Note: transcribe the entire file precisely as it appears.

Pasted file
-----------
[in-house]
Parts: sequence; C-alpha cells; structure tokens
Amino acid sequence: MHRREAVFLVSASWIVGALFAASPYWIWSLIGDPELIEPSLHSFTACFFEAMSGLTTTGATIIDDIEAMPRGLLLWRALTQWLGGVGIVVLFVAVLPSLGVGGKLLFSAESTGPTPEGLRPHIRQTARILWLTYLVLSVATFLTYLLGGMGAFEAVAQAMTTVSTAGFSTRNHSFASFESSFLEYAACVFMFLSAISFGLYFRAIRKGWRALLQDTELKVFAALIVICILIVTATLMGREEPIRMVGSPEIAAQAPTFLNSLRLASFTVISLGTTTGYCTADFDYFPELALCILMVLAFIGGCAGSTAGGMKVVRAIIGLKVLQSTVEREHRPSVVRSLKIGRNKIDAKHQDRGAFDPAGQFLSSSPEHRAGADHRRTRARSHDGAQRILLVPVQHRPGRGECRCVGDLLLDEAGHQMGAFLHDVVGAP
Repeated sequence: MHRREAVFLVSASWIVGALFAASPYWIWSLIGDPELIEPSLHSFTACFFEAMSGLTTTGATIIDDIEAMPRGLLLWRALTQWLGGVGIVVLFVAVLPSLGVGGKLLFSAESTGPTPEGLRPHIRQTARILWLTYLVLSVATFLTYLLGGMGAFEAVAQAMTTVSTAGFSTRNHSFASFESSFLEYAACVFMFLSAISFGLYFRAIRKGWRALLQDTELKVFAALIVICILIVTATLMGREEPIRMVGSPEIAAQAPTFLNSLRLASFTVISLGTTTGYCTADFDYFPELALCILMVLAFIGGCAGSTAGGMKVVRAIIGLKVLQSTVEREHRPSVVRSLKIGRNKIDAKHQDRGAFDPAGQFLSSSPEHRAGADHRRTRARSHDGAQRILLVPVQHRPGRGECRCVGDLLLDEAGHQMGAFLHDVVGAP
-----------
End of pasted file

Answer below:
[in-house]
Parts: sequence; C-alpha cells; structure tokens
Amino acid sequence: MHRREAVFLVSASWIVGALFAASPYWIWSLIGDPELIEPSLHSFTACFFEAMSGLTTTGATIIDDIEAMPRGLLLWRALTQWLGGVGIVVLFVAVLPSLGVGGKLLFSAESTGPTPEGLRPHIRQTARILWLTYLVLSVATFLTYLLGGMGAFEAVAQAMTTVSTAGFSTRNHSFASFESSFLEYAACVFMFLSAISFGLYFRAIRKGWRALLQDTELKVFAALIVICILIVTATLMGREEPIRMVGSPEIAAQAPTFLNSLRLASFTVISLGTTTGYCTADFDYFPELALCILMVLAFIGGCAGSTAGGMKVVRAIIGLKVLQSTVEREHRPSVVRSLKIGRNKIDAKHQDRGAFDPAGQFLSSSPEHRAGADHRRTRARSHDGAQRILLVPVQHRPGRGECRCVGDLLLDEAGHQMGAFLHDVVGAP
Repeated sequence: MHRREAVFLVSASWIVGALFAASPYWIWSLIGDPELIEPSLHSFTACFFEAMSGLTTTGATIIDDIEAMPRGLLLWRALTQWLGGVGIVVLFVAVLPSLGVGGKLLFSAESTGPTPEGLRPHIRQTARILWLTYLVLSVATFLTYLLGGMGAFEAVAQAMTTVSTAGFSTRNHSFASFESSFLEYAACVFMFLSAISFGLYFRAIRKGWRALLQDTELKVFAALIVICILIVTATLMGREEPIRMVGSPEIAAQAPTFLNSLRLASFTVISLGTTTGYCTADFDYFPELALCILMVLAFIGGCAGSTAGGMKVVRAIIGLKVLQSTVEREHRPSVVRSLKIGRNKIDAKHQDRGAFDPAGQFLSSSPEHRAGADHRRTRARSHDGAQRILLVPVQHRPGRGECRCVGDLLLDEAGHQMGAFLHDVVGAP